Potentially large cuts in National Institutes of Health (NIH) funding are driving a search for alternative sources of research and training dollars, intensifying the need for near perfection in grant applications, and may be driving some young physician scientists away from careers in research.
“We have already seen severe cutbacks in NIH funding in the last few years, and it is probably at the worst I have seen since I’ve been in research,” says Keith Elkon, MD, head of the division of rheumatology at the University of Washington School of Medicine in Seattle. “The idea that this funding will go down even more is devastating. We are already witnessing around 90% of grants being rejected, so our ability to do cutting-edge research with reduced budgets falls precipitously.”
Cuts were made in the NIH budget earlier this year, but a much more drastic cut is possible. The “supercommittee” in Congress must trim about $1.5 trillion from the federal budget by the end of the year or automatic cuts will occur, meaning a 7.9% decrease in the NIH budget. That would be the largest cut in NIH history—about $2.5 billion.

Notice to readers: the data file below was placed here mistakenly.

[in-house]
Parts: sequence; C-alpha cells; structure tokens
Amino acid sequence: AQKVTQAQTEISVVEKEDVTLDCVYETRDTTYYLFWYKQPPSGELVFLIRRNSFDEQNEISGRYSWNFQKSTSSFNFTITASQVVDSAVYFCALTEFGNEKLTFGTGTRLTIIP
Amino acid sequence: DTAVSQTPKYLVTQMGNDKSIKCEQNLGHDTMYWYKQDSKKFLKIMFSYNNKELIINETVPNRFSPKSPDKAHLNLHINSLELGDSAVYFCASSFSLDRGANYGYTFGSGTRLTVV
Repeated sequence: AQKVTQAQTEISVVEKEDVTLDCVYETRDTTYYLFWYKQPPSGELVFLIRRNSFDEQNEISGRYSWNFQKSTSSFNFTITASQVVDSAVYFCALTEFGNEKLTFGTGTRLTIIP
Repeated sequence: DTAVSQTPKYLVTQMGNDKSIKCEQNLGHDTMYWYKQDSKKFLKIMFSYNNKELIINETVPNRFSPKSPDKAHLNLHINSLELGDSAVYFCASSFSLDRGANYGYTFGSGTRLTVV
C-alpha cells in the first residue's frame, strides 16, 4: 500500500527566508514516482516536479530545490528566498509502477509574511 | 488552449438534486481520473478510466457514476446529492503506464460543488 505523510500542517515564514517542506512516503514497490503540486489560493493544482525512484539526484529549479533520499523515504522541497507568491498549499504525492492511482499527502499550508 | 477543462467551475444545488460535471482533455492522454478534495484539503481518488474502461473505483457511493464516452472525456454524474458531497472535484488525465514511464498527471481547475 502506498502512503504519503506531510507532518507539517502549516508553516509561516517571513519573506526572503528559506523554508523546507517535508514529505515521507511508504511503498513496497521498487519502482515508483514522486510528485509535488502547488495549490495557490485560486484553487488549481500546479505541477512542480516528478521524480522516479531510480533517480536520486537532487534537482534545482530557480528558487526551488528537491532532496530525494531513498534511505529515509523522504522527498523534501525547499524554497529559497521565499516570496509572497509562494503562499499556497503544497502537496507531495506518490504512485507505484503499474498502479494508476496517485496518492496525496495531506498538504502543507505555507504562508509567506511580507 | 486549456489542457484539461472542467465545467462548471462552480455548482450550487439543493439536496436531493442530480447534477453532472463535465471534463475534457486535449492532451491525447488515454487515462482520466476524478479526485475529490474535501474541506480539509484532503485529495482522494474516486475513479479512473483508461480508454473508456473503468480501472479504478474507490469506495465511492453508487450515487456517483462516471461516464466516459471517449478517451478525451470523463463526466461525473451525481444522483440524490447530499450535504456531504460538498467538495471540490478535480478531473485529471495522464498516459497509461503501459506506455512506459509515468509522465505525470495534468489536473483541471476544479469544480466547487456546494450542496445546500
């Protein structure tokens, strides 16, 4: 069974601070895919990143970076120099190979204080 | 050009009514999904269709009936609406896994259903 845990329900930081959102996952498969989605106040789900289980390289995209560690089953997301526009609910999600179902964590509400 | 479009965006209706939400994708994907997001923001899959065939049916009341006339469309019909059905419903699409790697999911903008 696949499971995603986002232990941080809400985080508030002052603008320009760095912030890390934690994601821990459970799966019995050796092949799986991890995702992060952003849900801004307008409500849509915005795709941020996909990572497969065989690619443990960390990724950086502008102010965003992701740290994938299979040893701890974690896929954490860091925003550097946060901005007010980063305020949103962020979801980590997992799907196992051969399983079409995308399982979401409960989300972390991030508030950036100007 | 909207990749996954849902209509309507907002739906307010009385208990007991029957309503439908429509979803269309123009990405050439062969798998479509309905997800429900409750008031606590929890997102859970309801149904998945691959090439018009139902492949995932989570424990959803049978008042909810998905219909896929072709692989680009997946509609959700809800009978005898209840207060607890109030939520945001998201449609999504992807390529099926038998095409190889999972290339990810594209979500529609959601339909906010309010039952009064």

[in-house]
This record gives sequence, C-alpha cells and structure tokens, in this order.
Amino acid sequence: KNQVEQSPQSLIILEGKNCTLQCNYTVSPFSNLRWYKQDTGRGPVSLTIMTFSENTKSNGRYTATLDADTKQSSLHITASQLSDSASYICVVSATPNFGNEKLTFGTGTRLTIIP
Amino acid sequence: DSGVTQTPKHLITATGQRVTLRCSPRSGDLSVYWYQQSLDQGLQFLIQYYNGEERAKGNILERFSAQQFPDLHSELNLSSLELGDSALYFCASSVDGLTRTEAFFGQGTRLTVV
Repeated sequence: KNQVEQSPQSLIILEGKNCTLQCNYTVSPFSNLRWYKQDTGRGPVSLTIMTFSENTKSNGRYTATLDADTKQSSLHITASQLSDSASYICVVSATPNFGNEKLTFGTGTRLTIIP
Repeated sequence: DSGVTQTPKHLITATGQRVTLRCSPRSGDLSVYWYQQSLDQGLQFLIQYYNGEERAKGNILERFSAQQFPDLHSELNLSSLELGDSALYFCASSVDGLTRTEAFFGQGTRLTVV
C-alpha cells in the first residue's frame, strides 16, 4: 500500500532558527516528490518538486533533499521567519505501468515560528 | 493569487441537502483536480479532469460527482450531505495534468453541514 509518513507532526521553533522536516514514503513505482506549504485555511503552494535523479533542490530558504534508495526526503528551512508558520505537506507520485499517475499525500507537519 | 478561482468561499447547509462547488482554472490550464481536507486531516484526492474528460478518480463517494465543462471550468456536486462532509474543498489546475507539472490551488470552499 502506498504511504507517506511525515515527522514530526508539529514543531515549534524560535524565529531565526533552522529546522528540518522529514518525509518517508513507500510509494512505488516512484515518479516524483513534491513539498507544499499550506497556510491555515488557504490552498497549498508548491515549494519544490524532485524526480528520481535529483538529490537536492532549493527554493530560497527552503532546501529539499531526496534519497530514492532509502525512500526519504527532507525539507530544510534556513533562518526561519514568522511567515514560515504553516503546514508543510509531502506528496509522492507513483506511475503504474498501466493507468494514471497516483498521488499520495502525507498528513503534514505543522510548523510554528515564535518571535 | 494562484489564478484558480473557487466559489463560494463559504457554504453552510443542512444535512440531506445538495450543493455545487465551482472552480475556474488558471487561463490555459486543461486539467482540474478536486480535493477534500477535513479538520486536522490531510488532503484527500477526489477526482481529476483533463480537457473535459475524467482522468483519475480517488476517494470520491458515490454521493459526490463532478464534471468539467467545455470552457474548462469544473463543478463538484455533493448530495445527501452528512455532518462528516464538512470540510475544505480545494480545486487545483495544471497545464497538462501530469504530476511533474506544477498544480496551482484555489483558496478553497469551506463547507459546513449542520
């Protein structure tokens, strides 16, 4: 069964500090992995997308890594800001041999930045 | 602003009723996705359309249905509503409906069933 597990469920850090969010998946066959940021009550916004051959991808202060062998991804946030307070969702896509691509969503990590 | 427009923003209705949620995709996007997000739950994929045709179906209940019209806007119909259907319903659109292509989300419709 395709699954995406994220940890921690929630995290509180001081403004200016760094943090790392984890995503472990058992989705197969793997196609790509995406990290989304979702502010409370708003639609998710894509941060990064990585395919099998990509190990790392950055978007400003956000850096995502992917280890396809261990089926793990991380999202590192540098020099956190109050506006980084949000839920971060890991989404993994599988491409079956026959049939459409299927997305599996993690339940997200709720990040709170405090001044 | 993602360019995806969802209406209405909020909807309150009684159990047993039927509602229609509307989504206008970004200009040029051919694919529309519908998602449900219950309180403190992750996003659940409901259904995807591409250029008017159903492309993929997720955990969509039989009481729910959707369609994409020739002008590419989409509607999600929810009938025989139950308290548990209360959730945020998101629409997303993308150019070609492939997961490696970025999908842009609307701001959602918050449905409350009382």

In August, the Ad Hoc Group for Medical Research, a coalition of 214 patient and voluntary health groups, medical and scientific societies (including the ACR), and academic and research organizations, urged Congress to uphold the longstanding tradition of bipartisan support of the NIH.
Given the current uncertainty about future funding, as well as the $260-million decrease in the NIH budget earlier in the year, rheumatology departments at academic medical centers are thinking creatively to save their research programs and support training programs that are essential to their mission.
Finding Funds Elsewhere
S. Louis Bridges, MD, PhD, director of the division of clinical immunology and rheumatology at the University of Alabama at Birmingham (UAB) School of Medicine, says it is an unprecedented time in academic medicine. He describes his division as being “crunched on all levels” due to cutbacks in state support, the drop in philanthropic dollars, tight NIH paylines, and rollbacks in reimbursements for clinical services. Finding sources for bridge funding has become essential for investigators who may have to go through several grant resubmissions to continue with funding for their ongoing research. Investigators at academic institutions throughout the country, including UAB, are seeking research support from traditional sources such as NIH and the Veterans Administration (VA), but are also trying to identify new means of support through philanthropic organizations and industry.